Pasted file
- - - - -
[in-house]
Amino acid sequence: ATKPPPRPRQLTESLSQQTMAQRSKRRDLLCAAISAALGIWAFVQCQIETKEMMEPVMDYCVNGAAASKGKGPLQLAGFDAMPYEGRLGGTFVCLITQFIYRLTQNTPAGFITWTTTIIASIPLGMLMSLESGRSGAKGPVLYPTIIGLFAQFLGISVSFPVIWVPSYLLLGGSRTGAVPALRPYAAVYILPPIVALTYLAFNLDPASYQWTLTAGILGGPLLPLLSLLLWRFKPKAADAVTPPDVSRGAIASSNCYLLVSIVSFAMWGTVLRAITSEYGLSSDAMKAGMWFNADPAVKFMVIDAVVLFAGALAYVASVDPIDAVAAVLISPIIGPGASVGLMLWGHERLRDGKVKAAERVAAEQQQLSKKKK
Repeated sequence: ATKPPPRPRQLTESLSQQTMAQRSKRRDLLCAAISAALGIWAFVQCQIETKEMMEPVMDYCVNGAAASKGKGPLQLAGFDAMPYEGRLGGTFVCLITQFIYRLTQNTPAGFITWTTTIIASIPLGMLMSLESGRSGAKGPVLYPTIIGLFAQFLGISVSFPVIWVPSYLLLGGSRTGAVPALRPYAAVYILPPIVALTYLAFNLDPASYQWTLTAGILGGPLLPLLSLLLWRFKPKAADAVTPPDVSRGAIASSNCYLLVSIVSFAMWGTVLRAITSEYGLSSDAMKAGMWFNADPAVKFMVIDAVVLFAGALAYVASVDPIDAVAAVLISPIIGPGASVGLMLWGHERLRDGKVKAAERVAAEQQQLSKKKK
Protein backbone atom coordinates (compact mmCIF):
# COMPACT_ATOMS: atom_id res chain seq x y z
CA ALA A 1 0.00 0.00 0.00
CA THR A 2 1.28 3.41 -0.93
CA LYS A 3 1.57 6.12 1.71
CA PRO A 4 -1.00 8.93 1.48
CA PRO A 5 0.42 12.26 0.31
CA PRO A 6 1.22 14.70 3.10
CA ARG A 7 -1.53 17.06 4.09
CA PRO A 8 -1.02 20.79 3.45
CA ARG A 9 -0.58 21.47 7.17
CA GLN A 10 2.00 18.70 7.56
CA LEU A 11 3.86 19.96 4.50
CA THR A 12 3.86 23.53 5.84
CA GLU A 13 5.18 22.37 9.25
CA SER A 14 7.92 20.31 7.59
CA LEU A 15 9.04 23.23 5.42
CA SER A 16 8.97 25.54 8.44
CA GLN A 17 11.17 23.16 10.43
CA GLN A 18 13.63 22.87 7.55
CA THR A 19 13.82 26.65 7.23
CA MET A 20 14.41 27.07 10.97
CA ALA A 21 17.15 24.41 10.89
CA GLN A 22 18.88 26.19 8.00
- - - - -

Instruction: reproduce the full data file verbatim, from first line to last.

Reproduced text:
[in-house]
Amino acid sequence: ATKPPPRPRQLTESLSQQTMAQRSKRRDLLCAAISAALGIWAFVQCQIETKEMMEPVMDYCVNGAAASKGKGPLQLAGFDAMPYEGRLGGTFVCLITQFIYRLTQNTPAGFITWTTTIIASIPLGMLMSLESGRSGAKGPVLYPTIIGLFAQFLGISVSFPVIWVPSYLLLGGSRTGAVPALRPYAAVYILPPIVALTYLAFNLDPASYQWTLTAGILGGPLLPLLSLLLWRFKPKAADAVTPPDVSRGAIASSNCYLLVSIVSFAMWGTVLRAITSEYGLSSDAMKAGMWFNADPAVKFMVIDAVVLFAGALAYVASVDPIDAVAAVLISPIIGPGASVGLMLWGHERLRDGKVKAAERVAAEQQQLSKKKK
Repeated sequence: ATKPPPRPRQLTESLSQQTMAQRSKRRDLLCAAISAALGIWAFVQCQIETKEMMEPVMDYCVNGAAASKGKGPLQLAGFDAMPYEGRLGGTFVCLITQFIYRLTQNTPAGFITWTTTIIASIPLGMLMSLESGRSGAKGPVLYPTIIGLFAQFLGISVSFPVIWVPSYLLLGGSRTGAVPALRPYAAVYILPPIVALTYLAFNLDPASYQWTLTAGILGGPLLPLLSLLLWRFKPKAADAVTPPDVSRGAIASSNCYLLVSIVSFAMWGTVLRAITSEYGLSSDAMKAGMWFNADPAVKFMVIDAVVLFAGALAYVASVDPIDAVAAVLISPIIGPGASVGLMLWGHERLRDGKVKAAERVAAEQQQLSKKKK
Protein backbone atom coordinates (compact mmCIF):
# COMPACT_ATOMS: atom_id res chain seq x y z
CA ALA A 1 0.00 0.00 0.00
CA THR A 2 1.28 3.41 -0.93
CA LYS A 3 1.57 6.12 1.71
CA PRO A 4 -1.00 8.93 1.48
CA PRO A 5 0.42 12.26 0.31
CA PRO A 6 1.22 14.70 3.10
CA ARG A 7 -1.53 17.06 4.09
CA PRO A 8 -1.02 20.79 3.45
CA ARG A 9 -0.58 21.47 7.17
CA GLN A 10 2.00 18.70 7.56
CA LEU A 11 3.86 19.96 4.50
CA THR A 12 3.86 23.53 5.84
CA GLU A 13 5.18 22.37 9.25
CA SER A 14 7.92 20.31 7.59
CA LEU A 15 9.04 23.23 5.42
CA SER A 16 8.97 25.54 8.44
CA GLN A 17 11.17 23.16 10.43
CA GLN A 18 13.63 22.87 7.55
CA THR A 19 13.82 26.65 7.23
CA MET A 20 14.41 27.07 10.97
CA ALA A 21 17.15 24.41 10.89
CA GLN A 22 18.88 26.19 8.00